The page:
The insurgents’ and Al Qaeda’s safe havens are believed to be concentrated in an area called the Federally Administered Tribal Areas of Pakistan, which is made up of seven semi-autonomous agencies along Pakistan’s northwestern border with Afghanistan.
Thanks to the persisting governing arrangement, FATA residents do not have a political voice in Pakistan’s government and are forbidden to form political parties. They also do not receive the government services, or enjoy the civil rights or rule of law that other Pakistani citizens are granted.Local militants have established Taliban-controlled police and courts that mete out harsh punishments.
Few economic opportunities exist in this region, there is no banking system, and approximately 60 percent of the population lives below the national poverty line. The female literacy is 3 percent in this area, among the lowest in the world. People’s livelihoods depend on subsistence agriculture and smuggling items such as opium and weapons.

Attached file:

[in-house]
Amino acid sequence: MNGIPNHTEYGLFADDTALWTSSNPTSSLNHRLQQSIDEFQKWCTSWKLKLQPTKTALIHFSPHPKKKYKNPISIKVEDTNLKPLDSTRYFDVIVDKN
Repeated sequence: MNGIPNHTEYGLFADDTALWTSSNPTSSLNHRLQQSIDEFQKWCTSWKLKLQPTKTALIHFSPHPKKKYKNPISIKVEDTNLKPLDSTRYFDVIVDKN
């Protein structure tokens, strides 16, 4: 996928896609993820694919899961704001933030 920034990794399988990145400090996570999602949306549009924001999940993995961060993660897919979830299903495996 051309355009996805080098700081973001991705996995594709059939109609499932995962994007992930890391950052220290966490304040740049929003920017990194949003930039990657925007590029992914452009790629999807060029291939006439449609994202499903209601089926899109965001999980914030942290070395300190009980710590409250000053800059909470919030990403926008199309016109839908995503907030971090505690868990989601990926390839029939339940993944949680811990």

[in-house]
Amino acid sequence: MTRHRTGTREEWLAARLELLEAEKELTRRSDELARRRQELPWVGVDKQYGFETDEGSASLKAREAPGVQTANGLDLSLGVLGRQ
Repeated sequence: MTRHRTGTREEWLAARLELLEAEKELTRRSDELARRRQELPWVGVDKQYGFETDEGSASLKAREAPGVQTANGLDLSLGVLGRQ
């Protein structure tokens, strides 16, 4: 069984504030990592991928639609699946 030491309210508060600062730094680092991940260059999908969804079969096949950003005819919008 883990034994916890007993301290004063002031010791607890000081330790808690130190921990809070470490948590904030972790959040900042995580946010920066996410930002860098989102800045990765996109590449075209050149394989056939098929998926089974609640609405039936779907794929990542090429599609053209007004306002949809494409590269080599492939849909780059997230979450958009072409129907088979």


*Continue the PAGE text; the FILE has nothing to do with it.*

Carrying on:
The region’s economic and political isolation has contributed to the extremism and militancy of this area. The Taliban, other Afghan insurgents, Al Qaeda, and other foreign extremists—mainly Chechens and Uzbeks—have found a friendly territory to establish and maintain a safe haven following their flight from Afghanistan in 2001.
For more information on the Center for American Progress’ comprehensive strategy for Afghanistan, which includes a chapter on recommendations for Pakistan, see: